The Pastor’s Piece – April 6, 2019
Fellowship of Christian Farmers, International
April 6, 2019
I grew up in a large family. There was never a shortage of cousins in my childhood and we always had lots of fun, especially when they came to the farm for a few days in the summer. My brothers and I were normally fairly well-behaved (at least we thought so) but when our cousins were around we always managed to get into a lot of trouble. Dad would have to take us aside and remind us that just because our cousins were there, it did not mean that we could randomly and regularly break the rules. It was our responsibility to behave properly, and when we didn’t, justice was promptly executed (and sometimes our cousins got in on it, too).
The only exception to the close proximity of our family was an aunt and uncle who lived in California. As a result of them being so far away from the Midwest, we never really spent any time with them and we never got to know them very well. So when I became of age, I traveled to California and spent a few of weeks with my aunt and uncle at their house. My uncle had emphysema and each morning he spent about an hour or so on a respirator in the den of his house, charging up his oxygen supply. Because of his respiratory condition, he was let go from his job at the warehouse and he had a difficult time finding another one. Not one to sit around and wait for a handout, he became self-employed.
Each night at about 11 o’clock, as we were getting ready to turn in for the day, he would head out the door to his “job”, returning at about 4:00 a.m. I was quite curious about his job and asked him on several occasions if I could go along. He always said no. Finally, after much insistence on my part, he agreed to let me go along one night. He explained that his was not the most ideal job in the world, but at least it put food on the table.
That night, right on schedule, he pulled his ’67 Pontiac LeMans out of the garage and hitched a little two wheel flatbed trailer behind. He got a couple of broom handles from the garage. Each one had a nail attached to the end. He had ground the head off of the nails into a sharp point that stuck straight out. We attached these makeshift tools to the side of the trailer and I hopped in the passenger seat of the LeMans, and away we went.
As we traveled to our first stop, he explained why he didn’t really want me tagging along with him. You see, his “business” consisted of going around from place to place in the Los Angeles area collecting cardboard for recycling. This was back when the idea of recycling was just taking hold. He would drive down back alleys, pull up to a dumpster and either climb in or poke his stick in and fish out the cardboard. As he got to know the entrepreneurs on his route, they sometimes would have the boxes flattened and tied together and stacked in a neat pile waiting for him. On a good night he would have to make two trips back to his garage because there was just too much cardboard to fit on his trailer. It was cause for excitement when that happened. With the both of us working together, almost every night was a two-tripper back home. Our joy knew no bounds.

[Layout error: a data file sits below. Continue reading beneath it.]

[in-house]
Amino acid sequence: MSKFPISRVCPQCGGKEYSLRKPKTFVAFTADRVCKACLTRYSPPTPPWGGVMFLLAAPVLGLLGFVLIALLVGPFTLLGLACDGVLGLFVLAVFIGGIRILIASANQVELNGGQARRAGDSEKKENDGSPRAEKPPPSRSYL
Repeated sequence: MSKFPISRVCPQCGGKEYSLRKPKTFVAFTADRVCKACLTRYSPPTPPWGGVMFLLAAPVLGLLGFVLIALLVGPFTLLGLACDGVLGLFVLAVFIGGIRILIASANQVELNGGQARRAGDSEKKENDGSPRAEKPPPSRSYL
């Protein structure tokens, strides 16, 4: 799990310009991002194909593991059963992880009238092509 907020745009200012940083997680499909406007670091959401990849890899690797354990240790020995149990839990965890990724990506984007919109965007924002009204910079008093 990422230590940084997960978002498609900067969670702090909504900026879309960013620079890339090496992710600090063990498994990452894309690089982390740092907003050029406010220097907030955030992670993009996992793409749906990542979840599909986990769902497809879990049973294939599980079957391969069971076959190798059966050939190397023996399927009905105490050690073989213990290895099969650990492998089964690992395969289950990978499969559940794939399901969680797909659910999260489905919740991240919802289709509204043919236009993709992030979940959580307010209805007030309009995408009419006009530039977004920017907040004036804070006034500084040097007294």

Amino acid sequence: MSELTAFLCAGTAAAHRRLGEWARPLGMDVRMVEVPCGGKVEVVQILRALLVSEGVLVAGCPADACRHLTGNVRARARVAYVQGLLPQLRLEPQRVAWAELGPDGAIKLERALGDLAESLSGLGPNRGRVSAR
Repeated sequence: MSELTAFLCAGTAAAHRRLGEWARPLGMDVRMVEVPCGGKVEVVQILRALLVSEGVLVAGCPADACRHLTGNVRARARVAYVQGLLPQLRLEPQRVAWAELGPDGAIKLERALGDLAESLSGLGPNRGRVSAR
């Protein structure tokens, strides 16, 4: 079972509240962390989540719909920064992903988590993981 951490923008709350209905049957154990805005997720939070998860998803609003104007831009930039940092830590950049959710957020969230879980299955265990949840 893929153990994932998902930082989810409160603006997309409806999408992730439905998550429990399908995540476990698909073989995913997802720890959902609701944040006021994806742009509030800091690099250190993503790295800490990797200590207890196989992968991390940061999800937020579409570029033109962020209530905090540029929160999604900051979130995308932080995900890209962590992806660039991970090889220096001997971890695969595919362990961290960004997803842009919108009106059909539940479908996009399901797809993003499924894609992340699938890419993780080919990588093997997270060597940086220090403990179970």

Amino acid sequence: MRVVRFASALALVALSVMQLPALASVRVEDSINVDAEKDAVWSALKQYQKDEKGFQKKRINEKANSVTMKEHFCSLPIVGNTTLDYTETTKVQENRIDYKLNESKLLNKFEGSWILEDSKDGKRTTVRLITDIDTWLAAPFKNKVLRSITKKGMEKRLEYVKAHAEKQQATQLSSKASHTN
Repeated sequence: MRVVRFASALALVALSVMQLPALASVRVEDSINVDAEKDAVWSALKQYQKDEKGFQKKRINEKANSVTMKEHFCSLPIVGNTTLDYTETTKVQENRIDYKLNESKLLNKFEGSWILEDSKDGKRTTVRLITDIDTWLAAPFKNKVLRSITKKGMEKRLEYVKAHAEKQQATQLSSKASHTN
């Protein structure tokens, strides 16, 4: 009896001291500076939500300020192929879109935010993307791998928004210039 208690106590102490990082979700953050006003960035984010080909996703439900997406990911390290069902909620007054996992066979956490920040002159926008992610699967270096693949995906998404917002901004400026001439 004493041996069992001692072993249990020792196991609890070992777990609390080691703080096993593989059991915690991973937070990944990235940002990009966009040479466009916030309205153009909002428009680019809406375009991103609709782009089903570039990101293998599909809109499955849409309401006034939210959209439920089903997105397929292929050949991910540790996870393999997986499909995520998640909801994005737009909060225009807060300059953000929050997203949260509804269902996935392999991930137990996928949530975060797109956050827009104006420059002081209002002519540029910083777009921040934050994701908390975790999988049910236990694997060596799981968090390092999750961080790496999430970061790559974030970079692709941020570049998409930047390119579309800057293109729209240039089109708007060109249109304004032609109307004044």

Back then, the streets were somewhat safer than they are today, and we could travel around the back alleys of Los Angeles in the dead of the night without much fear for our safety. We usually mostly saw the same people each night (by now I was a regular on his route) and they greeted us with a friendly salutation. My uncle proudly introduced me as his long lost nephew from Wisconsin. (I think I might have been the only nephew who ever came to visit him – though I’m not sure about that – but he was so proud of me). In the few short weeks I was there, we developed a friendship that will never fade.
That first night we went out, he told me he hesitated to let me go with him because he didn’t want to be remembered as the uncle who went dumpster diving. That thought never crossed my mind. For me, being a country boy in the big city, those dumpsters were chock full of treasure. You’d be amazed at what some people throw away. Half the fun of his business was the unexpected treasures we uncovered under the cardboard and trash in the dumpster. The old adage, “one man’s junk is another man’s treasure” was never more true than those late nights in Los Angeles.
Each morning, after a late breakfast we would take our booty down to the recycling center where they paid us cash-by-the-pound. Then we’d stop by the Farmer’s Market to purchase fresh produce for the day, then the grocery store, and finally what was left was deposited in the bank. In the afternoon, we worked in the garden and the yard or we just took it easy.
Sadly, a short year after my visit, my uncle passed away suddenly. He collapsed at home and my aunt was unable to revive him. My suspicion is he had a heart attack as a result of the emphysema.
Contrary to the fears of my uncle, my memories of him are nothing short of spectacular. We had the best of times out there in the heat of the Los Angeles nights. We took home a treasure trove of goods that not only put food on the table and paid the bills, but his garage was full of every sort of knick knack you could think of. During my time spent with him, I reaped invaluable life-lessons. Nothing can ever replace that time in my life.
“For when David had served God’s purpose in his own generation, he fell asleep (and) he was buried with his fathers,” (Acts 13:36).